I wrote something yesterday that was confusing even to me when I read it again today. Mea culpa.
The offending sentence was: Wright notes that Sammy “Nestico avoids doubling the bass voice inside the harmony in the next octave above the normal bass range.”
Context is important and I had two different arranging problems fighting for bandwidth in my head. But this begins to speak directly to yesterday’s tease.
Unpacking what he said
The bass in any multi voice context is arguably the voice with the most gravitas. In harmonic analysis, you first look at the bass and then the melody to determine function. Modern commercial music producers clearly understand this – when the jackass in the car behind you has the music pumped up, it is the bass that causes your rear view mirror to quiver 20 feet away through glass and steel. Of course, said jackass probably also has the bass setting maxed out on his system.
I would argue that the bass is at least an equal partner with the melodic voice. Maybe that’s just my inner tuba player talking.
GENERALLY – from an orchestration standpoint, that bass note, regardless of its function or position in the chord, does not need to be reinforced inside the harmony, especially in that octave immediately above the range that is generally considered the domain of the bass voice. First, there are much more interesting things to do with the other available voices (basic and extended chord tones, non harmonic tones, melody, counter melody, etc.). Second, because the bass voice tends to be a strong and/or unique timbre (tuba, bass, bari sax, contra bassoon), doubling that voice in the lower positions in the vertical stack tends to be overkill.
To be clear, I’m not talking about how the bass voice itself is assigned, colored, or orchestrated (any combination of instruments in octaves or unison to create the bass voice), but rather how the chord is voiced above it. And it’s important to remember that in the universe of Count Basie and Thad Jones, there are generally more chord tones to account for in the orchestration than a Bach chorale. The CONTEXT of Mr. Wright’s analysis was that of the chorale harmonization style of composers that typically use extended harmony.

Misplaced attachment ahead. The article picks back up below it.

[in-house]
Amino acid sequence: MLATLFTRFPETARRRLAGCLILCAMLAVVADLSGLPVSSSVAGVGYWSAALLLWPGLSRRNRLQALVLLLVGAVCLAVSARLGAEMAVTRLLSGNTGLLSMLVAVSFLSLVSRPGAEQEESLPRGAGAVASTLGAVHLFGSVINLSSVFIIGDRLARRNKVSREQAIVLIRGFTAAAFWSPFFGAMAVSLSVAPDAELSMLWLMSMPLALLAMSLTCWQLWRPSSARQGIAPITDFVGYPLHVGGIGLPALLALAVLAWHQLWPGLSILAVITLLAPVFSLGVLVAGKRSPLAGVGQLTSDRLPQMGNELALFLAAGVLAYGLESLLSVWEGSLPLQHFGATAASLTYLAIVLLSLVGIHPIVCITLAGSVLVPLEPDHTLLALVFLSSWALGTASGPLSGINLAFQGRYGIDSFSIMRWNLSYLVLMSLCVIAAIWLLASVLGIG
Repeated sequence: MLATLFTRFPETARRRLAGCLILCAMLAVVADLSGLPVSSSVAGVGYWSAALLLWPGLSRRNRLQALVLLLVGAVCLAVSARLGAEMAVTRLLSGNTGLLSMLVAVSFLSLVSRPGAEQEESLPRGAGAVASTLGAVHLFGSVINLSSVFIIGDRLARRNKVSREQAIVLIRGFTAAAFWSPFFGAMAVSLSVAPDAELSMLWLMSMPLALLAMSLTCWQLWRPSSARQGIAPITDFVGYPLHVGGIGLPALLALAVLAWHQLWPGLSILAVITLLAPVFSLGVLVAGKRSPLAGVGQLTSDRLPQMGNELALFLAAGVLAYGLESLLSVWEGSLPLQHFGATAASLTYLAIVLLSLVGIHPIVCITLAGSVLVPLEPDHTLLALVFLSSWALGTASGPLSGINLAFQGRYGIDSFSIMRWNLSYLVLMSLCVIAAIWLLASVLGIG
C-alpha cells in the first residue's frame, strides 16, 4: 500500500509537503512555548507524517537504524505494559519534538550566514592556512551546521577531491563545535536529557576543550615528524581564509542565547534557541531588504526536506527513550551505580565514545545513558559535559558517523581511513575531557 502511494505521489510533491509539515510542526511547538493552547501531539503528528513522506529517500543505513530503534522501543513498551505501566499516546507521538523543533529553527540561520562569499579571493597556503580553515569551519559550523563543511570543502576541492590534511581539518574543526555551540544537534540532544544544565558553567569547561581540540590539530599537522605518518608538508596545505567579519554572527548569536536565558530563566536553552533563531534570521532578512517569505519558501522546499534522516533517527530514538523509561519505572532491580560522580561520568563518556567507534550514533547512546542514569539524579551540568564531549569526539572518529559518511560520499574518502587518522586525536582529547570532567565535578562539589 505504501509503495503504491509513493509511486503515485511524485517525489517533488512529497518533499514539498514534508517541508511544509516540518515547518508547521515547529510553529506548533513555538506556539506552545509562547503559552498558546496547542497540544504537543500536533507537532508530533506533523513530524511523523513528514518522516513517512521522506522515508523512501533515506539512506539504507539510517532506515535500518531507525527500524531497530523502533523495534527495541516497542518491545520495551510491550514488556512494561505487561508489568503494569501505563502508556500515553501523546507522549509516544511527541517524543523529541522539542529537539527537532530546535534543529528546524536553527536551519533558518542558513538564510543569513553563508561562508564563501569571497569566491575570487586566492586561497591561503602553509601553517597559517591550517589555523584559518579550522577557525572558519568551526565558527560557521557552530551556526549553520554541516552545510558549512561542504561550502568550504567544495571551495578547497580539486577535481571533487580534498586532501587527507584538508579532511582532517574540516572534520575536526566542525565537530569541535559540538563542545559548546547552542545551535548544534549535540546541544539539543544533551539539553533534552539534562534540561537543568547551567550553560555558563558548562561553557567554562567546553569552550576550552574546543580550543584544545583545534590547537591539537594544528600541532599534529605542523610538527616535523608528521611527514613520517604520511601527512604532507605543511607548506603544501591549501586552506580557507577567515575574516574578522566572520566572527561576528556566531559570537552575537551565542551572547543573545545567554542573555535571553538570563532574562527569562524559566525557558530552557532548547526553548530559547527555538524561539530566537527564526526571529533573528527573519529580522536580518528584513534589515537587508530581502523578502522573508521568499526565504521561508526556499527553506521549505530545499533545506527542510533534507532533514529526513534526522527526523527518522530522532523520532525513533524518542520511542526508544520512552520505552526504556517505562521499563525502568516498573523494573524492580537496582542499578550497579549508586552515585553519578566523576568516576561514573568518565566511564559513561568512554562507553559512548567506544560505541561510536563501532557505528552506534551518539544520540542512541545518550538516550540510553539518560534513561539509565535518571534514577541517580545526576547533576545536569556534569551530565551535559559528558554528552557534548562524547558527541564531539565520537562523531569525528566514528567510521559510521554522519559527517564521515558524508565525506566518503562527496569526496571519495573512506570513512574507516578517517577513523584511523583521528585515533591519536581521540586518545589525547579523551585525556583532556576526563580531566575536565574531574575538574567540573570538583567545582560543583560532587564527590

And by the way, a lot of that extended harmony is a byproduct of the desire for good voice leading – one composer’s non harmonic passing tone is another composer’s flat 9. How you orchestrate that harmonic grind is why books like Inside the Score are so valuable.
I am NOT a Kendor salesperson.
By contrast, in the universe of music that my orchestration generally resides in, I’m dealing with a lot more triadic writing. I’ve got 11 voices in my brass ensemble. One (or 2) are the bass; one or more are the melody (which might or might not already be doubling the bass voice). In essentially triadic writing and when using the full ensemble, that means that there is at most 2 chord tones to assign to 7 – 9 voices. Can you imagine a C major triad with a C in the bass and the melody and 9 other voices hammering away at the third and fifth? We shouldn’t do that (and yet it gets done).
So the problem to be solved then becomes weight and balance. Some of this dictated by the composer of the original material either because of their own concept for weight and balance in the composition, or by the texture itself. Some understanding of the overtone series can assist with choices (this is another reason why at least a fifth is desirable between the bass voice and the next chord tone). Some understanding of the acoustics of brass instruments can also inform (e.g. a written C# below the staff for flugelhorn is a relatively weak note and will not balance well naturally with an open G on a CC tuba – the flugelhorn player will have to use more effort than the tuba player to achieve balance).
This is very specific and yet common sense stuff. Most of the time, we don’t have to struggle this hard to make good choices because the choices are apparent. Having said that, I’ve been party to plenty of chords written by ‘good’ arrangers that paid no attention to the acoustics of the chord.
Shall I go on?